Former Vice President Mike Pence will announce next week that he is running for president, giving a kickoff speech in Iowa and releasing a campaign video on June 7 ahead of a town hall with CNN later that day in Des Moines, a source familiar confirms to ABC News.
Pence will be running against his old boss, Donald Trump, in the Republican primary.
His expected announcement will come only weeks after a group of conservative allies launched a political group to support his potential candidacy.
The super PAC, Committed to America, hopes to both “reintroduce” Pence to voters — who, the group believes, don’t have a full sense of the former vice president — and to catch the attention of voters perhaps stuck on other candidates as the list of Republican hopefuls grows longer.
“People know Mike Pence, they just don’t know him well,” co-chair Scott Reed told a small group of reporters on Friday. “This campaign is going to reintroduce Mike Pence to the country as his own man, not as vice president, but as a true economic, social and national security conservative — a Reagan conservative.”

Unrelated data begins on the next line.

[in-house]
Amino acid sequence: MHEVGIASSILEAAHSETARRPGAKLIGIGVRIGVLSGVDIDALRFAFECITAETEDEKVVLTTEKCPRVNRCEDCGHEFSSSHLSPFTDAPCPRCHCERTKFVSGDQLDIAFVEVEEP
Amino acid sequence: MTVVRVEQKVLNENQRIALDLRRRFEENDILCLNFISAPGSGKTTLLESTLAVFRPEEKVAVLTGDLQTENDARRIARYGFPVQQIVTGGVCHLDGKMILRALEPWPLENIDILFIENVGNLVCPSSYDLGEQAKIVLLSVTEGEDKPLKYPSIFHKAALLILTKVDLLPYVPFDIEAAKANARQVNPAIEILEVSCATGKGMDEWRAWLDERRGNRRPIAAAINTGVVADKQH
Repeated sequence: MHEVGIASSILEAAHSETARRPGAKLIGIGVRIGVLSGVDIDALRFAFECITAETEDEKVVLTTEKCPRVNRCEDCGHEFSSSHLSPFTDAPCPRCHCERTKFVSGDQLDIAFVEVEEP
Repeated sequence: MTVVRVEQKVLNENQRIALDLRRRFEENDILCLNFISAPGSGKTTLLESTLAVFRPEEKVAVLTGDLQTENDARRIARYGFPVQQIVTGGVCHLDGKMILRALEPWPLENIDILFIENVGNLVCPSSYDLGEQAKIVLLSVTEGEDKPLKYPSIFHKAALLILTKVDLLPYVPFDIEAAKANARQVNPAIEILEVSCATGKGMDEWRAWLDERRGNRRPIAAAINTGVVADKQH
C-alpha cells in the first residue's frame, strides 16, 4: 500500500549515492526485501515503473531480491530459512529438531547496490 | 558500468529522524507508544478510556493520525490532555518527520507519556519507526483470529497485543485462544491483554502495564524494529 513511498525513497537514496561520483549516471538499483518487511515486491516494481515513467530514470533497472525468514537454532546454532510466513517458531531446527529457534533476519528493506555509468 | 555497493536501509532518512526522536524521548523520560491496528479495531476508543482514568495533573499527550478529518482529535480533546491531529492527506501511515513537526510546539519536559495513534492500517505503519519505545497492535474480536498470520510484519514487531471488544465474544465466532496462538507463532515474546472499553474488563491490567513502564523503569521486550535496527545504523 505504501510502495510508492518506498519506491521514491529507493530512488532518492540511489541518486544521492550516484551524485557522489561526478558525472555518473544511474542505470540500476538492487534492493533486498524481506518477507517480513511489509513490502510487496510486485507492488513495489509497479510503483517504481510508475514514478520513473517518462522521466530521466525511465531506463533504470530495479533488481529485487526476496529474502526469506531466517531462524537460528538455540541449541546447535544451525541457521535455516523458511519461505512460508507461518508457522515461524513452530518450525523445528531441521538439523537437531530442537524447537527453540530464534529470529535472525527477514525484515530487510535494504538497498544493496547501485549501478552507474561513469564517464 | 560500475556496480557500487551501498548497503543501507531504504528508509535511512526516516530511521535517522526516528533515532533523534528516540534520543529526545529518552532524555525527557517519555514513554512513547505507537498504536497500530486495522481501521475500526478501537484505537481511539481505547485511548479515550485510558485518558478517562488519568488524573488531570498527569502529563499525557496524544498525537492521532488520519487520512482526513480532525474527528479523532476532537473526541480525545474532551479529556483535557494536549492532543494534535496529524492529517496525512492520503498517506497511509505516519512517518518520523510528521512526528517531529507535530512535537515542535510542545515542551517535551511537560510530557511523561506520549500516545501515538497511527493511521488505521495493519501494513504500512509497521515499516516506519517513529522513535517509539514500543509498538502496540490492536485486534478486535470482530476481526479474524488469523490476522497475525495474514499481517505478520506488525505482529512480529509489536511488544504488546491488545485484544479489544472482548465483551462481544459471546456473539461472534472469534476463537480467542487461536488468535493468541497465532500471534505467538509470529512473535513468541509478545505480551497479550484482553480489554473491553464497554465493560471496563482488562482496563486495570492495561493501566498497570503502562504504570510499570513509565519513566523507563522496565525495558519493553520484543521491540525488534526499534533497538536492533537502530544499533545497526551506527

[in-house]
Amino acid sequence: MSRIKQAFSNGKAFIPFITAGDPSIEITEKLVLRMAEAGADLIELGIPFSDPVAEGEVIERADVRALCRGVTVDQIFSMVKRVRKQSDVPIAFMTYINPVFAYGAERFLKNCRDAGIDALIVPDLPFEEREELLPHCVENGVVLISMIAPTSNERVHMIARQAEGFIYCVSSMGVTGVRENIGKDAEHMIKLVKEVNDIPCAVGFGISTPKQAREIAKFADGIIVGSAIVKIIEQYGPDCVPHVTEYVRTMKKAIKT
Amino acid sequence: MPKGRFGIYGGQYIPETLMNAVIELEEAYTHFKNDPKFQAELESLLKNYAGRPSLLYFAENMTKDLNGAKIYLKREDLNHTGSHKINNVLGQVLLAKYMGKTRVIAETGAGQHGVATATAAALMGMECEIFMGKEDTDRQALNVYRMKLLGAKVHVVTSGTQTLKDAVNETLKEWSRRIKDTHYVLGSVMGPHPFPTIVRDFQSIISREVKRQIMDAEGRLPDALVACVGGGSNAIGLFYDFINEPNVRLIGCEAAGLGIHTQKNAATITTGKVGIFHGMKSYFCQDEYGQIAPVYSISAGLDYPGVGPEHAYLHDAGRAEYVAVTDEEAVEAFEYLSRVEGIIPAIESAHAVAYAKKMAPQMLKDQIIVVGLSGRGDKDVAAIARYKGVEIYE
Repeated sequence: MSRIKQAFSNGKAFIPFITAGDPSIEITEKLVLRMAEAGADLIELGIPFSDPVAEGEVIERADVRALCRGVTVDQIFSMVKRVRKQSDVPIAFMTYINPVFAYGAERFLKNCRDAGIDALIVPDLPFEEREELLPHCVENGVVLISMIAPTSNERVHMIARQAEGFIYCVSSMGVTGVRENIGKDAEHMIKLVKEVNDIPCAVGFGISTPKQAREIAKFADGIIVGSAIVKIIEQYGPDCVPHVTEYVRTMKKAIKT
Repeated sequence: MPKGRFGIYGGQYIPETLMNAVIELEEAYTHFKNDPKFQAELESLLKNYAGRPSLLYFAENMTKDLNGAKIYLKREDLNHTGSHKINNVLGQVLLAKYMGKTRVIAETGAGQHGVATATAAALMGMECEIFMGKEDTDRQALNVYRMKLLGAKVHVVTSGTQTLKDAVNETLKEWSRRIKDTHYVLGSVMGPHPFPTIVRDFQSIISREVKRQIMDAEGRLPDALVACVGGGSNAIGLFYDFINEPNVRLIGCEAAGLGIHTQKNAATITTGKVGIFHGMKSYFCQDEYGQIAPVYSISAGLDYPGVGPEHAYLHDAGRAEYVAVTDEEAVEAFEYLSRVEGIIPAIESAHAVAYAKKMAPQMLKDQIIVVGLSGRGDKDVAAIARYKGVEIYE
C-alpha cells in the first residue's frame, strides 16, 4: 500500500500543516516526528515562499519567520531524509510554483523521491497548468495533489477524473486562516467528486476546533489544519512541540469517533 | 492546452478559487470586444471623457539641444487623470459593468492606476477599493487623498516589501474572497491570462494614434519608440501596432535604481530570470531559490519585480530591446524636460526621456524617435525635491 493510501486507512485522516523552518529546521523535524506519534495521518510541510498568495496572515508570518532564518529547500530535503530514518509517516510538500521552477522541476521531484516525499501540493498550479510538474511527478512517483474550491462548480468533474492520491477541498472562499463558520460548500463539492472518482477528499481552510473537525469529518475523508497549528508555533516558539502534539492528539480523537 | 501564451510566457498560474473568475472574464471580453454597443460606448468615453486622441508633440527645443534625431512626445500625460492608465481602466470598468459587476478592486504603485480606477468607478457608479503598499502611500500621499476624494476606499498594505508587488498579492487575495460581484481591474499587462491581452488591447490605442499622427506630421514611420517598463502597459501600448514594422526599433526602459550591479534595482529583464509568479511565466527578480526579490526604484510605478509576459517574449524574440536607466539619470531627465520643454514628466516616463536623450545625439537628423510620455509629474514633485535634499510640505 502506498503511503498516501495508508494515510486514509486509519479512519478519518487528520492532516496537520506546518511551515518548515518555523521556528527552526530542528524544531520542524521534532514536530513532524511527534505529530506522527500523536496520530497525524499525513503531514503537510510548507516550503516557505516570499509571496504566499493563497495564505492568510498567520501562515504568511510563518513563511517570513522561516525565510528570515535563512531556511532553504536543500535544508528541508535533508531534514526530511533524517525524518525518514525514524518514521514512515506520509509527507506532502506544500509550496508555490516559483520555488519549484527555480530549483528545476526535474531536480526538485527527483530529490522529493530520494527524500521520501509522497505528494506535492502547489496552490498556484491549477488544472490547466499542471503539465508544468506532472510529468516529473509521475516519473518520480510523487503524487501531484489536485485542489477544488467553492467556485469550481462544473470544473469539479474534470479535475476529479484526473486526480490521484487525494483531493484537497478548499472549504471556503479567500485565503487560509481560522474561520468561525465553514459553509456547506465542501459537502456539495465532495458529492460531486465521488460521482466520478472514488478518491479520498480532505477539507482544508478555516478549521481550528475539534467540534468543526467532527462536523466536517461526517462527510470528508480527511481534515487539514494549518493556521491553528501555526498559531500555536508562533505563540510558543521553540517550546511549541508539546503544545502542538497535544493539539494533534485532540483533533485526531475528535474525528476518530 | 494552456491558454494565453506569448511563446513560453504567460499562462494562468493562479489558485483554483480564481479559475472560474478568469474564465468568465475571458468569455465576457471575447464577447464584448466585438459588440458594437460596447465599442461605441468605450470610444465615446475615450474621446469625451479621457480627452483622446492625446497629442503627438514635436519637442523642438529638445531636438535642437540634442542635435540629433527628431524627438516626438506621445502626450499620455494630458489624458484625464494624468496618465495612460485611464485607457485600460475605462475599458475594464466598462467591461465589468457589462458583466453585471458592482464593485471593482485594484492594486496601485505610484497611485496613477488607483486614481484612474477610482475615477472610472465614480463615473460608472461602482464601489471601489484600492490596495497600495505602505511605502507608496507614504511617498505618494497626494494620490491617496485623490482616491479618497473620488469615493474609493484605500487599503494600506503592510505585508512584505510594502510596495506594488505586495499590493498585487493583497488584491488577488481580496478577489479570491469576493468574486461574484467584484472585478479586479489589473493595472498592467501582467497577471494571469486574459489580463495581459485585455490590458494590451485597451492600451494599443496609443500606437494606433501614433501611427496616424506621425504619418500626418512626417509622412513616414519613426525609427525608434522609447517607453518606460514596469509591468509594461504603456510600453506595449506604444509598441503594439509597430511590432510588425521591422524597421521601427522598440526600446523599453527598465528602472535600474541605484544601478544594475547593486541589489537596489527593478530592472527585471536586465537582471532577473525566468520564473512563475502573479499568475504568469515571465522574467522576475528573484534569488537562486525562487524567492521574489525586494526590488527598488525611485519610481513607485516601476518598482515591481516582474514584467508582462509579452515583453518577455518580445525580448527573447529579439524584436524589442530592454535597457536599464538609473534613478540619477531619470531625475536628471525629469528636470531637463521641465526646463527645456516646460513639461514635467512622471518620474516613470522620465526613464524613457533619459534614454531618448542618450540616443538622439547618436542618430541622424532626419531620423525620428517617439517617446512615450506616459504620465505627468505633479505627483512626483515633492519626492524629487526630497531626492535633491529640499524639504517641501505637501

The pro-Pence group said it will make significant investments in Iowa, a state critical for Republicans as it holds the first nominating contest next year.
“We’re going to organize Iowa, all 99 counties, like we’re running him for county sheriff,” said Reed, who previously managed Sen. Bob Dole’s 1996 presidential campaign.
In March, during an exclusive interview with ABC News’ chief Washington correspondent, Jonathan Karl, Pence said he was giving a run for the 2024 GOP nomination “serious consideration.”
At the time and in the ensuing months, Pence has held voter-facing events in the early states of Iowa and New Hampshire. He also published a memoir, “So Help Me God,” in November.
“We’re getting a lot of encouragement, not only here in Iowa, but all across the country,” Pence told Karl in March. “We’re giving prayerful consideration to what role we might play.”
A key ally for Trump while they were in office, Pence has since had a notable falling out with the former president over Trump’s push to overturn their election loss — climaxing in the Jan. 6 riot at the U.S. Capitol, when a mob of Trump supporters breached the complex and sent Pence and Congress into hiding.
“We all face the judgment of history, and I believe in the fullness of time that history will hold Donald Trump accountable for the events of Jan. 6, as it will other people that were involved,” Pence told Karl.
He added then: “I also think the American people will also have their say. I mean, the president is now a candidate for office again, he’s running for election, but as I go around the country, I’m convinced the American people have learned the lessons of that day.”